Business is Booming with Shipping Container Homes
If you are interested in off-grid living and want to spend less money than you would for an RV then you might want to consider this option. Some of these home can be quite fancy or as rugged as you want. Steel shipping containers are the temporary homes of countless consumer items being transported all around the world. Items are packed into the cargo containers in their country of origin, then shipped to wherever they’re destined to be sold. Once they’re emptied at the appropriate port, many of these cargo containers simply sit around empty or get melted down for re-use. But recently, they’ve found new lives as homes and other types of buildings.
Perhaps the two most appealing aspects of building with shipping containers are the affordability and the green construction factor: shipping container homes are far less expensive than new-material traditional homes, and reusing them rather than melting them down significantly reduces the carbon footprint of the steel containers. Shipping container homes have been constructed in London, Scotland, Amsterdam Canada and New Zealand, and the eco-friendly trend has recently caught on in the U.S. The steel cargo containers are nearly indestructible, and provide a frame that is mold, fire and termite-proof and structurally superior to wood framing.
What’s more, the containers can be found in every port in the world. Eighteen million ISO containers are manufactured to specifications from the International Organization for Standardization and are used worldwide to transport products on ships. Once the containers are unloaded at docks they are typically left there, since it’s expensive to ship them back to their point of launch. In 2006 alone, the U.S. acquired 7.5 million shipping containers from China and returned just 3.5 million. The leftover 9,000 ton steel containers typically get melted down, which takes 1,000 kilowatt hours of energy per pound.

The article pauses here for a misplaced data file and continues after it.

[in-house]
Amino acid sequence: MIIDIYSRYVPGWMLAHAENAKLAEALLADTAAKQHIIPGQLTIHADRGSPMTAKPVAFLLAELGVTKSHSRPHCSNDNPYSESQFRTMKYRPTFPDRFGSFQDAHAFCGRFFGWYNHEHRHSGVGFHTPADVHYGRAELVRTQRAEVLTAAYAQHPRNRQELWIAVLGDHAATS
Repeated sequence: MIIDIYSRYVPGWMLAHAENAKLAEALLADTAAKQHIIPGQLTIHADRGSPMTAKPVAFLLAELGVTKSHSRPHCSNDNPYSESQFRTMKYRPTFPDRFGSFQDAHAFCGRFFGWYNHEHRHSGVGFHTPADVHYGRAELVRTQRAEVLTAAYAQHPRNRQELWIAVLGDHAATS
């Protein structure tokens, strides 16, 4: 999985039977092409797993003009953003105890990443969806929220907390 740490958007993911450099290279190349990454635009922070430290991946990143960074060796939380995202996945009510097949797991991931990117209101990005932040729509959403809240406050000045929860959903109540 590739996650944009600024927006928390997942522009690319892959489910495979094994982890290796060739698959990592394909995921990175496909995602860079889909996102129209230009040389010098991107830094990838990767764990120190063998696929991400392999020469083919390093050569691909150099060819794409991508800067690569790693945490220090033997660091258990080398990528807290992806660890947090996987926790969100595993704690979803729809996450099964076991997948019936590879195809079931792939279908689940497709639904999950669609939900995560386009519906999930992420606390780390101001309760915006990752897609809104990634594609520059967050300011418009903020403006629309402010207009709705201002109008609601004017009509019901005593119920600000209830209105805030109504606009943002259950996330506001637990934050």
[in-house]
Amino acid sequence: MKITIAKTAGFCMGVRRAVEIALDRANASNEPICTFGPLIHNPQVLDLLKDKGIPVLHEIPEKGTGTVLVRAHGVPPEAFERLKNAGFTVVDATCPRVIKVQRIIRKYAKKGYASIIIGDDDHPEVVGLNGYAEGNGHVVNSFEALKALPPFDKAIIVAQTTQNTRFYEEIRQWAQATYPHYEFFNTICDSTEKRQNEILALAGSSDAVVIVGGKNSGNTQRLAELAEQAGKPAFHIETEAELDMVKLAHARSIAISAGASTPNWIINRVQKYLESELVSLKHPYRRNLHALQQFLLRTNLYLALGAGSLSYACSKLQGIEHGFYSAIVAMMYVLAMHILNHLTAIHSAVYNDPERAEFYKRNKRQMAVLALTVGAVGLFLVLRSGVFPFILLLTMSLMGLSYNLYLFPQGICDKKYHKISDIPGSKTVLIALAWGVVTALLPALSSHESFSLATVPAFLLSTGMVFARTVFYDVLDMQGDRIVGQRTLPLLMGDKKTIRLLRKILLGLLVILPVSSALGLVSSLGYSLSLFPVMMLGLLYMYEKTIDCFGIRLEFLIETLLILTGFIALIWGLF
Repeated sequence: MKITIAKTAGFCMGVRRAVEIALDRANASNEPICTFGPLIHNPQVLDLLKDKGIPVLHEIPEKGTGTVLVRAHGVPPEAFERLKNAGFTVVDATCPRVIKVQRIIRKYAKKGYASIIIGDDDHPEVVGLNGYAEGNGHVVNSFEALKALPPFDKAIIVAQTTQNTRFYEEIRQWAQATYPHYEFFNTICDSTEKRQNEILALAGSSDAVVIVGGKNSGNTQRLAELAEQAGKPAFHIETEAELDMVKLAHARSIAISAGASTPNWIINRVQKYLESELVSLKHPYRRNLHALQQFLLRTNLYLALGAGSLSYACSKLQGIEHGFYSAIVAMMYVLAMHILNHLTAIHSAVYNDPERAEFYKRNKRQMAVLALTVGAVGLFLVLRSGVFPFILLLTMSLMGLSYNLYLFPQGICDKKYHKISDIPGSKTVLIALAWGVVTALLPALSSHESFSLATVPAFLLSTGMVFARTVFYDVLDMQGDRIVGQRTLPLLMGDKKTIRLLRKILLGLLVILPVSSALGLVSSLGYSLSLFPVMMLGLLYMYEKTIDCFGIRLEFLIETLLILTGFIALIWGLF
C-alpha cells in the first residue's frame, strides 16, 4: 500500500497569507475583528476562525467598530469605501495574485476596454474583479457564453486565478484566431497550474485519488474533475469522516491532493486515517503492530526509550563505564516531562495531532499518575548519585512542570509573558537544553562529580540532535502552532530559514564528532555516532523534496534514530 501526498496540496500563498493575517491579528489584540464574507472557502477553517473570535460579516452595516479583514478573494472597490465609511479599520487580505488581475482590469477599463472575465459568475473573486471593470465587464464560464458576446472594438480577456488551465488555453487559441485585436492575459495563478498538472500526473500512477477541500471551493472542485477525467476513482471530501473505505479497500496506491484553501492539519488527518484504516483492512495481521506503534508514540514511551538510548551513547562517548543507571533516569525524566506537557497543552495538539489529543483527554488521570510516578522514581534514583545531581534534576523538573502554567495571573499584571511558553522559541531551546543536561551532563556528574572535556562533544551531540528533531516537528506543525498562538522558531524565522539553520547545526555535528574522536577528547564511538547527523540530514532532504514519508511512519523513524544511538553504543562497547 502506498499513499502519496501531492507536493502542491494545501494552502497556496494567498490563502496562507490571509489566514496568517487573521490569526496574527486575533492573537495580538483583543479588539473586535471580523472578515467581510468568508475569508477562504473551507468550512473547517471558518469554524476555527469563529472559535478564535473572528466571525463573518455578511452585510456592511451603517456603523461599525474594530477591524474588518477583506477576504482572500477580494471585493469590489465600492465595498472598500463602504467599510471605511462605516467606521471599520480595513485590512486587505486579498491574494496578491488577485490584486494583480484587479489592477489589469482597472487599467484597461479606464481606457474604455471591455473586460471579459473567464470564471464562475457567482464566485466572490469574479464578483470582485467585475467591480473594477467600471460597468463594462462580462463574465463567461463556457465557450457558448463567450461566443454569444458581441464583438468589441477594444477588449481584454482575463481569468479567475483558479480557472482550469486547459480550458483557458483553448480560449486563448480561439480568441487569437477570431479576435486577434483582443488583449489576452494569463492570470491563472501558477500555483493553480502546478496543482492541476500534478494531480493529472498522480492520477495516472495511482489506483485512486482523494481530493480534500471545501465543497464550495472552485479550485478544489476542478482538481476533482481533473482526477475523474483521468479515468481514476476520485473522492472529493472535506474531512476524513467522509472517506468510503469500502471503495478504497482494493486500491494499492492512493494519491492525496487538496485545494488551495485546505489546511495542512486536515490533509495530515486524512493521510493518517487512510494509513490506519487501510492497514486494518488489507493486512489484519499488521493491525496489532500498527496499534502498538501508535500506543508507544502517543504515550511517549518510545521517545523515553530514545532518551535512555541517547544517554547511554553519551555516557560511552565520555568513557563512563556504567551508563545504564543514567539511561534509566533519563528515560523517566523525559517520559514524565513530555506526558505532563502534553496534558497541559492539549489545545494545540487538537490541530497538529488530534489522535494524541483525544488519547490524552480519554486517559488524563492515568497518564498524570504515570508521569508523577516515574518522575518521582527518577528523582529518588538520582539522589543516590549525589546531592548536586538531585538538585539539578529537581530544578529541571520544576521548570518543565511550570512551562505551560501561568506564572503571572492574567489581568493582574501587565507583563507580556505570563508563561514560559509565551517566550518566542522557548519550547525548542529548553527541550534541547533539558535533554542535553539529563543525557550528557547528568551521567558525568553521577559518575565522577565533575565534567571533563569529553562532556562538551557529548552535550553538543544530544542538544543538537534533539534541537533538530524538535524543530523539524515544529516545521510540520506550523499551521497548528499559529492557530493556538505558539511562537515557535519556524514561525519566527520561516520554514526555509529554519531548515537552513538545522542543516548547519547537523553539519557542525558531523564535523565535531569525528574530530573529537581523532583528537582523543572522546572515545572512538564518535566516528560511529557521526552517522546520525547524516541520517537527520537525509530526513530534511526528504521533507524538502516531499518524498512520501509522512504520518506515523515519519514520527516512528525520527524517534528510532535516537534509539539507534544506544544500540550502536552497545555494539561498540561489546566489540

Steel shipping containers as a construction material are practical and affordable, and a superior solution to 2012 alignment for shelter. The benefits of building with shipping containers are numerous but at the top of the list are: structural superiority, affordability, durability, aesthetics that subscribe to our contemporary era, and the ease by which prefabricated buildings can be created with containers and then moved about. In general, traditional construction is too slow, too expensive, too wasteful and too antiquated.
Container-based homes are usually constructed at a cost of about 60% to 70% of a traditional home. Depending upon the location, construction times can be as little as two weeks for a smaller prefabricated structures, or six to eight months for larger residential projects. And these buildings have a lifespan that far exceeds traditional construction. By recycling shipping containers we gain the benefits of working with steel without contributing to any adverse environmental impact from the production of new steel.
Ecopods claim to not only be thinking outside the box; they’re re-inventing the box. These small, eco-friendly structures are designed to be used as add-ons or temporary use buildings, such as guest bedrooms or home offices. But it’s easy to imagine using it as a primary residence, as long as you don’t mind living in a small space. The cargo container buildings are designed to be off-grid and as ecologically sound as possible, incorporating recycled and recyclable material. The pods can be moved just about anywhere with ease, and the hydraulic-powered deck/door is designed to keep the structure very secure when it’s not in use.
Canadian group BARK Collective wanted to show the world what great Canadian design is all about. They came up with a remarkable cabin that can be packed up and shipped on a train, a truck, a ship, an airplane or a helicopter while being unrecognizable as anything other than a shipping container. But once at its destination, it opens up into a comfortable, if rather small, living environment. There are accommodations for a family of four and one pet to live off the grid in style. Now that is truly AWESOME! Barbara Andrews.